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Canopy Guild at NLS

Canopy Guild at NLS

Canopy Guild, the collaborative output of seven artists in different fields of the visual landscape opened at the New Local Space (NLS). The brain child of Trinidadian artist Rodell Warner, the 2014 summer artist-in-Residence at NLS, Canopy Guild is certainly ambitious in scope. Alas while its results have spawned a few gaze worthy pieces, others are likely to induce an epileptic seizure and it also includes what appears to be the death cries of the last banshee.

Canopy Guild includes nature images captured by Warner which are then interpreted in paintings, fashion design, video and sound. The exhibition happens in three spaces, the main tiny viewing gallery, its annex displaying video and the back lawn of the grounds. It includes work by Warner, Afifa Aza, Ai Yoshida, Ayana Rivière, Di-Andre C. Davis, Leasho Johnson and Storm Saulter.

Leasho Johnson's '630 in the bushes'The most striking piece in the exhibition is Leasho Johnson’s ‘630 in the bushes’, a name as ripe with meaning as the image itself. Johnson, who works in painting, ceramics, graphic and fashion design remains an interesting figure to watch as he interprets Jamaican popular culture, sex and sexuality through a lens tinged with a great sense of humour.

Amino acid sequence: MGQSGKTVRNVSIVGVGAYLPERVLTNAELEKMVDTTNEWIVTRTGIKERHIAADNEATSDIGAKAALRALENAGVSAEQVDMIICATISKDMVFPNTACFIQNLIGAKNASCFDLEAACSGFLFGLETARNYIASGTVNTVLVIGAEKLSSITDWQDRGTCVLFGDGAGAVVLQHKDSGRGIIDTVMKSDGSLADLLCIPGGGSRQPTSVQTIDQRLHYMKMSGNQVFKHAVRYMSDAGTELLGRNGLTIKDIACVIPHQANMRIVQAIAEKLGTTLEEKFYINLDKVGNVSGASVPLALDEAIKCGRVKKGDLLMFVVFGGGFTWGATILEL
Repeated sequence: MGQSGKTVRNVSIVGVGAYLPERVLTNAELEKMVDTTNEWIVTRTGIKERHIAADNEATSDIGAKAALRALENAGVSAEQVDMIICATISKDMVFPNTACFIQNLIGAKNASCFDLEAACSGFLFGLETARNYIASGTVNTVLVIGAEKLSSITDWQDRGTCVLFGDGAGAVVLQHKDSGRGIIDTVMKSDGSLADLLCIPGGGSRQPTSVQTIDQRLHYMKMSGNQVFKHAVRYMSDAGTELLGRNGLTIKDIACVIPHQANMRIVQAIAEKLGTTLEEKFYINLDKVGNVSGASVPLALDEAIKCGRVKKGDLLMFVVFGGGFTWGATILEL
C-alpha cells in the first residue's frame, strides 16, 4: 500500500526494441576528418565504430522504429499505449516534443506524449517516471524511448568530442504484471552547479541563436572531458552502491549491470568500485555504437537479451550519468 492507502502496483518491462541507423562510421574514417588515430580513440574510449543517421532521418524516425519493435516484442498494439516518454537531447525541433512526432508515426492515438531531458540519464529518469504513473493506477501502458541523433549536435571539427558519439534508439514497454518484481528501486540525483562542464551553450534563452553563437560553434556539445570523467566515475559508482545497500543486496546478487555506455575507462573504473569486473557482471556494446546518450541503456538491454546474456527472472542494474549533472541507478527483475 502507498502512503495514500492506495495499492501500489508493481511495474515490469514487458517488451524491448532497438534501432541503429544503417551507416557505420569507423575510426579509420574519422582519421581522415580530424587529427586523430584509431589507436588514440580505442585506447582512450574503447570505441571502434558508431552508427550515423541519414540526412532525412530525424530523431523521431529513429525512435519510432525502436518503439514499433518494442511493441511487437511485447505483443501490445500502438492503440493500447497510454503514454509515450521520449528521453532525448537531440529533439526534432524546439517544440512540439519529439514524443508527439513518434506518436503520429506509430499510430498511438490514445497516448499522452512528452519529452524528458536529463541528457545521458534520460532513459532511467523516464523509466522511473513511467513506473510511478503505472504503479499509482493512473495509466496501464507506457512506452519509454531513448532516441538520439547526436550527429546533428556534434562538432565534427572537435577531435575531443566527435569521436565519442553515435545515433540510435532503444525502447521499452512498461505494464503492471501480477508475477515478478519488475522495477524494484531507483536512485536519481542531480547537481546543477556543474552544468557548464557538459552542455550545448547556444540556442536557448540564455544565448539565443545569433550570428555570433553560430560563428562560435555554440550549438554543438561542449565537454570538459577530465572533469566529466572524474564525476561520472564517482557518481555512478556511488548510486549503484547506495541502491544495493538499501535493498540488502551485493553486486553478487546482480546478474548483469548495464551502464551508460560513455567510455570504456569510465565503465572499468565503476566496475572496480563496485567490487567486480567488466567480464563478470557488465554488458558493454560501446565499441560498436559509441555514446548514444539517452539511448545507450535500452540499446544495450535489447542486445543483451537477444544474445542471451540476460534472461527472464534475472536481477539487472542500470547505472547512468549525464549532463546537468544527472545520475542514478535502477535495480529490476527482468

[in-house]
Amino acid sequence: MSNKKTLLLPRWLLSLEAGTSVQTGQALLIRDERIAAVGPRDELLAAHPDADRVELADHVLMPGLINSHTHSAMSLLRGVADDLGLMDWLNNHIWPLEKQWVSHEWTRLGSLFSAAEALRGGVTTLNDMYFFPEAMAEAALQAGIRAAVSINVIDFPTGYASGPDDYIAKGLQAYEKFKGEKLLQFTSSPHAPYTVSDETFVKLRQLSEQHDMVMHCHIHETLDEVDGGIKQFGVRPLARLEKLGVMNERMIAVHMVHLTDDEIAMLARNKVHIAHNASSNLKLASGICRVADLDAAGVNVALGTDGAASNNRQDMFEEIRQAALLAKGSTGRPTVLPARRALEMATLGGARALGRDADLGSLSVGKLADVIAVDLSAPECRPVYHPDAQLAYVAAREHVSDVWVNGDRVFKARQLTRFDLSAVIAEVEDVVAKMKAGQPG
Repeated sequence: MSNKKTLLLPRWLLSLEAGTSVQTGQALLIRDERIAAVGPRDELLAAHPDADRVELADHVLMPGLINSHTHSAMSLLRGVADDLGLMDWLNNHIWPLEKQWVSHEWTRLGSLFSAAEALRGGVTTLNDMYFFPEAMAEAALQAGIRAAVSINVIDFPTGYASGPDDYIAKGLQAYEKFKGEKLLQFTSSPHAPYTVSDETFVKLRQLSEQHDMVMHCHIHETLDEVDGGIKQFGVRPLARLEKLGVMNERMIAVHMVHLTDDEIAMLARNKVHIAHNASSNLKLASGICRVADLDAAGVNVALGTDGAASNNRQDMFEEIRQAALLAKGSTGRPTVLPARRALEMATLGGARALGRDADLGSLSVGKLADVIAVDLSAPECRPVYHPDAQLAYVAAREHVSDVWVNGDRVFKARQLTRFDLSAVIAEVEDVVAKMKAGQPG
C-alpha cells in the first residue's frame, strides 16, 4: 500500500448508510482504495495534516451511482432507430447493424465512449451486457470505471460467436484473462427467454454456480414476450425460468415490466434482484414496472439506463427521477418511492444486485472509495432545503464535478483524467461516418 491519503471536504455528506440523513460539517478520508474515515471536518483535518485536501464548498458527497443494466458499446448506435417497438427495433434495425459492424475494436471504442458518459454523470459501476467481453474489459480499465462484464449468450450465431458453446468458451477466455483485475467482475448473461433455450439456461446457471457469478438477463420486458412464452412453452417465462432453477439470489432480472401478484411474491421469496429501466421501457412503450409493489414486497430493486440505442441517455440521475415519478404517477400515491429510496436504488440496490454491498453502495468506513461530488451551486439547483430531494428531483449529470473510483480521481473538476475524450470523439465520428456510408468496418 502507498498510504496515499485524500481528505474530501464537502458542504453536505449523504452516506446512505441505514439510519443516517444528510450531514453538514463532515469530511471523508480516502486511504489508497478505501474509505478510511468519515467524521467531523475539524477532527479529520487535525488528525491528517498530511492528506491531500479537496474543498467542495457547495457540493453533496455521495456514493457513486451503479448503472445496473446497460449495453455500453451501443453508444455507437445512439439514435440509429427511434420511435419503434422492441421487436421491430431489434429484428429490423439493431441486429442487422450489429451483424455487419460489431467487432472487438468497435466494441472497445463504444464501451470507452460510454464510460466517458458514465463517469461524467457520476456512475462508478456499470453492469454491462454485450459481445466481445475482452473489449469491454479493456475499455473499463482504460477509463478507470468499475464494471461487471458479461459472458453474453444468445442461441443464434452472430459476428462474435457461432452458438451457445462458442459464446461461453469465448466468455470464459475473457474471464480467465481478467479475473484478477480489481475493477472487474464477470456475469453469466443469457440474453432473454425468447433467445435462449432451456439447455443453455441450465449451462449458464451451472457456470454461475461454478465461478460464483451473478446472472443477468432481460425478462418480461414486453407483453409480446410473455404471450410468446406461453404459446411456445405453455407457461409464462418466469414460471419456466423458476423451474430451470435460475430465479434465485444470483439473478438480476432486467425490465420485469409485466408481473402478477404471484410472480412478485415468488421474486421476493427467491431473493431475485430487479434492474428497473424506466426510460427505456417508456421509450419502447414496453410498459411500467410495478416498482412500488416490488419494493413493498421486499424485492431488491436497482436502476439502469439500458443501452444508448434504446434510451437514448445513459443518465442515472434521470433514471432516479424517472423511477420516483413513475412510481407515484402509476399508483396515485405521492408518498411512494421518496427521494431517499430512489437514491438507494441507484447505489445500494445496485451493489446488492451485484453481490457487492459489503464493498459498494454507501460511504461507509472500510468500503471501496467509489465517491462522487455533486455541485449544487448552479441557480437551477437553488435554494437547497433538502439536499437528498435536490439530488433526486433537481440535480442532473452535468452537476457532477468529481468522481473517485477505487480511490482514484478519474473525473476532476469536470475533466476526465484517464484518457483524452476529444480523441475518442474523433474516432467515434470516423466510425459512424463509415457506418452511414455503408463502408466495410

The largest piece of the exhibition, Warner’s installation ‘One of the forms my mother takes is me’, is engaging, while the designs by Ayana Rivière and Ai Yoshida are worthy of notice. Admittedly, the coloured prints on Rivière’s outfits detract from them, while Yoshida’s black and white choice makes her tent dress more distinctive.

The show gets problematic when the one gets to the video and sound installments which threaten with potentially unpleasant sensory overload. 

Ai Yoshida with her designI wasn’t able to fully experience Saulter’s video input, as the tiny room displaying his installation had house far too many bodies prior to my arrival, forcing me to exiting less than a minute after I entered.

The combined efforts of Davis and Aza are best enjoyed from a distance. However, as one patron pointed out, there is no escaping the sound. 

NLS’ continued exploration of experimental art is certainly a worthwhile initiative that has added to the local art landscape since its arrival. However, experiments do not always work, and some of the works that have fallen out under this canopy, should quickly be shoved back under.

The Canopy Guild exhibition opened on Friday, May 9, 2014 at NLS on Mountain View Avenue, Kingston.